Mark Ferguson is adamant McNicol's priority will be the Labour party: "Iain may have worked for trade unions but he's a Labour man through and through...I think it's always positive for Labour to have links with the unions. Chris Lennie had links with the unions, he was a former union staffer, they were both union staffers.
"The leader of the party is Ed Miliband but the person who manages the staff and is effectively the line manager of the staff is the general secretary. Organisationally, which is where the next general election will be won, Iain is the best man."
McNicol is well-liked amongst many Labour party activists. For Asato, he's not a "loony left eighties caricature": "Iain has a long history of serving both the Labour party and the trade union movement but I think his key insight is in how the Labour party needs to really become a kind of movement party rather than a kind of institution and that he's somebody who's heart is within the party but he doesn't come from the party establishment. He'll approach some of the issues that have dogged the party over the last 15 years with a vibrancy and a freshness that have been lacking."
She adds: "He doesn't see the membership as something to be feared but it's something to be tapped and engaged with".
McNicol is, to Labour members and activists, the candidate for change: An insurgency General Secretary for an insurgency leader.
His new role fits in with Labour's plan to re-found itself. A recent interim report detailing the party's plan to change makes three key recommendations: Involving unions and a local level, inviting trade union members to constituency Labour parties, and looking at a "gender balanced" ticket for the leadership, where either the leader or deputy leader is always a woman.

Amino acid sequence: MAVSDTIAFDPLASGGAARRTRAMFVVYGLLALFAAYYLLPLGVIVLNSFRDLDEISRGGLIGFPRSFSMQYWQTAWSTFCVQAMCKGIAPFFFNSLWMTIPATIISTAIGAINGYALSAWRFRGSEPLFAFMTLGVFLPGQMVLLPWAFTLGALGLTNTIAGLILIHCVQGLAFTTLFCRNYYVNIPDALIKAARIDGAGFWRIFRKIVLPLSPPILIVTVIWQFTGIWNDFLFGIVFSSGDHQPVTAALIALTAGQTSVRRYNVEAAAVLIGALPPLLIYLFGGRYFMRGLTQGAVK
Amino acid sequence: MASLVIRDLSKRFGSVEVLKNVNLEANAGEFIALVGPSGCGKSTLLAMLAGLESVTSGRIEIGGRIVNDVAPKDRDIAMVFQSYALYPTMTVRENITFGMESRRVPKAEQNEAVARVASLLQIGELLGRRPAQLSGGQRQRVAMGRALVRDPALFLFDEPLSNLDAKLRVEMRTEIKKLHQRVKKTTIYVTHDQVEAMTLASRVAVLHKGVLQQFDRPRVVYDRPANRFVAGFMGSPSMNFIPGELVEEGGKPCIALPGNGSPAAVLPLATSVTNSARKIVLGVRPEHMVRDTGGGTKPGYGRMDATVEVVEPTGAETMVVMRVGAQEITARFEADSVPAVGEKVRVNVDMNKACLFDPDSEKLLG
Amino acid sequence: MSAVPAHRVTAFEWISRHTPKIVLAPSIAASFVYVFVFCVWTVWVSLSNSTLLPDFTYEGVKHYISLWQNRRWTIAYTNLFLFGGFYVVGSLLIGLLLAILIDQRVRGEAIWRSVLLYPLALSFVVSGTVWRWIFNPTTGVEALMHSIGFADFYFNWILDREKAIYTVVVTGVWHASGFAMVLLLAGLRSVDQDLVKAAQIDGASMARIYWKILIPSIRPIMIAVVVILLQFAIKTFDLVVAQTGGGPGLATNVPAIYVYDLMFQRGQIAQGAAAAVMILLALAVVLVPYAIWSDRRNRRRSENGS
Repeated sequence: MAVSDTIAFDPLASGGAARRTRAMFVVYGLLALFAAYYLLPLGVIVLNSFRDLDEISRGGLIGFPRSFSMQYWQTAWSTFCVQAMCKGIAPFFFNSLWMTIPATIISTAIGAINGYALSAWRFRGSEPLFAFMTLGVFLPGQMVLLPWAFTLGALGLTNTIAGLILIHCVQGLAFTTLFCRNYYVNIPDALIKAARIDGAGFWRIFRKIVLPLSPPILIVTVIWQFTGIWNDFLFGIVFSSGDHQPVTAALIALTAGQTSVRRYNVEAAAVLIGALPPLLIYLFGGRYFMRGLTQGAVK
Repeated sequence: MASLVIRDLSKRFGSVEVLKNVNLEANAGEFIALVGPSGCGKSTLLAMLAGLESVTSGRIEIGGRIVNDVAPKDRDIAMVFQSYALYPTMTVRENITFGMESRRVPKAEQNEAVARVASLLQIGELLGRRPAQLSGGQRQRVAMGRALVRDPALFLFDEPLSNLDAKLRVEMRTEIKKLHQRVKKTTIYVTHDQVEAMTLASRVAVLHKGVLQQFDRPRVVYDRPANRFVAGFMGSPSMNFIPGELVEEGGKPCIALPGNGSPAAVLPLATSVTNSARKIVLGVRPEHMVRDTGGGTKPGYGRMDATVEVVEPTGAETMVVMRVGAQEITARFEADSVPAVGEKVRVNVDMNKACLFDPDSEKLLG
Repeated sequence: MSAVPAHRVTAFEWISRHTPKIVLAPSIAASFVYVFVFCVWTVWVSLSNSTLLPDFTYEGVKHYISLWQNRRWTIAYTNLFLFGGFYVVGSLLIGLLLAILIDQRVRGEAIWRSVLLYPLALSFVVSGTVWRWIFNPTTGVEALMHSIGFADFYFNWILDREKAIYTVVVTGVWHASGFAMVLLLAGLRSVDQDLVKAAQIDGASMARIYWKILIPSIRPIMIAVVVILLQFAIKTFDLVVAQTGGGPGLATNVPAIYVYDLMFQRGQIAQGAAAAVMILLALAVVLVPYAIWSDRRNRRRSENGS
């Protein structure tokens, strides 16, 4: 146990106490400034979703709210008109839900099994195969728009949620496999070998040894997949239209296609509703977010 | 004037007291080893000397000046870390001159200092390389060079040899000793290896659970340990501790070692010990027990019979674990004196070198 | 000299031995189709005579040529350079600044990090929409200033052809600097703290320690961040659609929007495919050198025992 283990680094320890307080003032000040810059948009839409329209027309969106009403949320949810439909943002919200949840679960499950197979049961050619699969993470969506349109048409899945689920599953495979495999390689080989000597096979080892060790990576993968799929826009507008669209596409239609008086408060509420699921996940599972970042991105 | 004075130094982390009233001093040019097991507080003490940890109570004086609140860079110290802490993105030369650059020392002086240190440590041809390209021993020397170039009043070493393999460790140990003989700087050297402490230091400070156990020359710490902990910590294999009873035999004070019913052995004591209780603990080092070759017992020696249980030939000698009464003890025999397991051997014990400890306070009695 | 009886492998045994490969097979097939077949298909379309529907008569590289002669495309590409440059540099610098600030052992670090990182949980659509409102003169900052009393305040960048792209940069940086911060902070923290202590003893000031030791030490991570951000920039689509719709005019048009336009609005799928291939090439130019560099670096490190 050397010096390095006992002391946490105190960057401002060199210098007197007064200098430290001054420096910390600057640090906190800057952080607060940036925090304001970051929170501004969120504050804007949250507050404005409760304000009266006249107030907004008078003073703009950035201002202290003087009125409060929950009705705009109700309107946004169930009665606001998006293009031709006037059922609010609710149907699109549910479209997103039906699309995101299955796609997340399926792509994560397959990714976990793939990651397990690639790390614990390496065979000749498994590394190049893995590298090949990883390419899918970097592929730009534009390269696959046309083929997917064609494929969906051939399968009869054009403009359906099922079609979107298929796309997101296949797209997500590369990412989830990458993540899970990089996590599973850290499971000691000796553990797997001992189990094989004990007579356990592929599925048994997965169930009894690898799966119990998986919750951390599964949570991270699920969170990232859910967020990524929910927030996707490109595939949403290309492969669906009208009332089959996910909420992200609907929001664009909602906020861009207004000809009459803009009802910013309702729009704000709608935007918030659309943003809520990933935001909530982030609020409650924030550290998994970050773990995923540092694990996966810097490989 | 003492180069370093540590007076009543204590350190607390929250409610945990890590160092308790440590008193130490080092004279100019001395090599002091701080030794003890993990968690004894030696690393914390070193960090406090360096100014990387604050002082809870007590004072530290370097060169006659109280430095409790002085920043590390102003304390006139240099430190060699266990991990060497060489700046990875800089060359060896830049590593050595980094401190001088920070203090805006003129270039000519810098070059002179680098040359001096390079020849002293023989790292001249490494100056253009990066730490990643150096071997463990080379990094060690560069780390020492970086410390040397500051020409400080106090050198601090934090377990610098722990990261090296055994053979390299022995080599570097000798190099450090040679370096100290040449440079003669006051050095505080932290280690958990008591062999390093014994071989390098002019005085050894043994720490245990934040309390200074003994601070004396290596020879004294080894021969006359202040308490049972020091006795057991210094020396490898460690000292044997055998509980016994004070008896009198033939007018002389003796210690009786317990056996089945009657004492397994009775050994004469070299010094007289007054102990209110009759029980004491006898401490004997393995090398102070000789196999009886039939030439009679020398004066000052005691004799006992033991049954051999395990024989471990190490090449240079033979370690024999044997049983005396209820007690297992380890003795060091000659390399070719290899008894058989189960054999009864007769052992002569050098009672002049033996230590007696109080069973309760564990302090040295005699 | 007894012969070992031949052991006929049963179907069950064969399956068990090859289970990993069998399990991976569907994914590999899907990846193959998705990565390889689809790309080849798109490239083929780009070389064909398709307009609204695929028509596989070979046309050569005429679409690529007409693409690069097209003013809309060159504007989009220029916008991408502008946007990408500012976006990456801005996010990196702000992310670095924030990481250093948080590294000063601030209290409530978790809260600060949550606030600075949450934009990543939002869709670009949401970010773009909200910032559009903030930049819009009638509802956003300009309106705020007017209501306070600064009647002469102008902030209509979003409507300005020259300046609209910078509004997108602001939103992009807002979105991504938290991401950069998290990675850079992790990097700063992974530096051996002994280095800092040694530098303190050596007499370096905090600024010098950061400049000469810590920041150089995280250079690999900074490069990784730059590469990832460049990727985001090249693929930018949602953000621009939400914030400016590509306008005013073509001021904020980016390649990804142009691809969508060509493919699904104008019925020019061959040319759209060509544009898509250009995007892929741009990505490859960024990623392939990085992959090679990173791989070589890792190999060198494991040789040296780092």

As NEC member Joanna Baxter says: "He's got a tonne of ideas about how to move the party forward and implement things that will come out of Refounding Labour which I think is really important. He very much demonstrated his passion for change and driving change from the top."
For the Conservatives, the plans to change the party merely represent more "navel gazing" from Labour. Baroness Warsi has accused them of being "more interested in appeasing their Union paymasters than dealing with the big issues our country faces."
So what does McNicol think? For him, working for Labour is about "coming home" and he is unapologetic for his years spent working in the unions.
"I was a Labour student at the same time as Jim Murphy and people like that, in the early 90s and it was fantastic. I spent a lot of time in student politics, I met some brilliant people who became lifelong friends.
"Yes the last 14 years working for the GMB, they're part of me, you don't spend 14 years doing something without that but I spent time in the south, in Surrey doing industrial work."
The most important point? He's there to help Labour win through organising, whereas Ed Miliband is there to deal with politics.
"Every single organisation inside the Labour party or around the left believes in moving things to a more local level and building up more contacts. It's not a political thing. My politics is about getting Labour elected and Labour wining. The politicians are there to deal with politics, I'm there to deal with Labour."